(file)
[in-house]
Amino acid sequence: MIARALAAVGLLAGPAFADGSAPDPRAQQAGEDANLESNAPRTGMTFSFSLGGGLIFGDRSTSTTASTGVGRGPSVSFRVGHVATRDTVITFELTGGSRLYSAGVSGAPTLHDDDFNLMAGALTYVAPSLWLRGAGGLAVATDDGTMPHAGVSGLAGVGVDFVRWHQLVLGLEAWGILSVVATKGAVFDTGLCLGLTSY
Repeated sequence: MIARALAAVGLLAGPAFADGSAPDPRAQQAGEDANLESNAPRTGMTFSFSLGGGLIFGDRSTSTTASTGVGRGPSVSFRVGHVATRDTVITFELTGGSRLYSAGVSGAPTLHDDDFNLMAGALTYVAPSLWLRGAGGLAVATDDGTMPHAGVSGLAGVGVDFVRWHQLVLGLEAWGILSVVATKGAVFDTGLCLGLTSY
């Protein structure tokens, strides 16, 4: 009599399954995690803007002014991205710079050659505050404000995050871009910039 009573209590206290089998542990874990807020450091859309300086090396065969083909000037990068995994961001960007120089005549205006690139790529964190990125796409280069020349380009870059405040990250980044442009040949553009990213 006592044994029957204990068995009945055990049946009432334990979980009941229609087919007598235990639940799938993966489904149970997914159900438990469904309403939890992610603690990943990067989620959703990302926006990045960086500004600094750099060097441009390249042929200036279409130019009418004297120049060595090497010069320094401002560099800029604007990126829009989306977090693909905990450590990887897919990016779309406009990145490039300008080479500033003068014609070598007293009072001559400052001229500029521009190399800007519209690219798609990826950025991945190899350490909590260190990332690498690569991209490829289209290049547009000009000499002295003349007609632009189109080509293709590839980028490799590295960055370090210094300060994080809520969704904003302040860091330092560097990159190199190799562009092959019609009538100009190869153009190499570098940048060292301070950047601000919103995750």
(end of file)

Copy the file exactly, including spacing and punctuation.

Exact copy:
[in-house]
Amino acid sequence: MIARALAAVGLLAGPAFADGSAPDPRAQQAGEDANLESNAPRTGMTFSFSLGGGLIFGDRSTSTTASTGVGRGPSVSFRVGHVATRDTVITFELTGGSRLYSAGVSGAPTLHDDDFNLMAGALTYVAPSLWLRGAGGLAVATDDGTMPHAGVSGLAGVGVDFVRWHQLVLGLEAWGILSVVATKGAVFDTGLCLGLTSY
Repeated sequence: MIARALAAVGLLAGPAFADGSAPDPRAQQAGEDANLESNAPRTGMTFSFSLGGGLIFGDRSTSTTASTGVGRGPSVSFRVGHVATRDTVITFELTGGSRLYSAGVSGAPTLHDDDFNLMAGALTYVAPSLWLRGAGGLAVATDDGTMPHAGVSGLAGVGVDFVRWHQLVLGLEAWGILSVVATKGAVFDTGLCLGLTSY
């Protein structure tokens, strides 16, 4: 009599399954995690803007002014991205710079050659505050404000995050871009910039 009573209590206290089998542990874990807020450091859309300086090396065969083909000037990068995994961001960007120089005549205006690139790529964190990125796409280069020349380009870059405040990250980044442009040949553009990213 006592044994029957204990068995009945055990049946009432334990979980009941229609087919007598235990639940799938993966489904149970997914159900438990469904309403939890992610603690990943990067989620959703990302926006990045960086500004600094750099060097441009390249042929200036279409130019009418004297120049060595090497010069320094401002560099800029604007990126829009989306977090693909905990450590990887897919990016779309406009990145490039300008080479500033003068014609070598007293009072001559400052001229500029521009190399800007519209690219798609990826950025991945190899350490909590260190990332690498690569991209490829289209290049547009000009000499002295003349007609632009189109080509293709590839980028490799590295960055370090210094300060994080809520969704904003302040860091330092560097990159190199190799562009092959019609009538100009190869153009190499570098940048060292301070950047601000919103995750």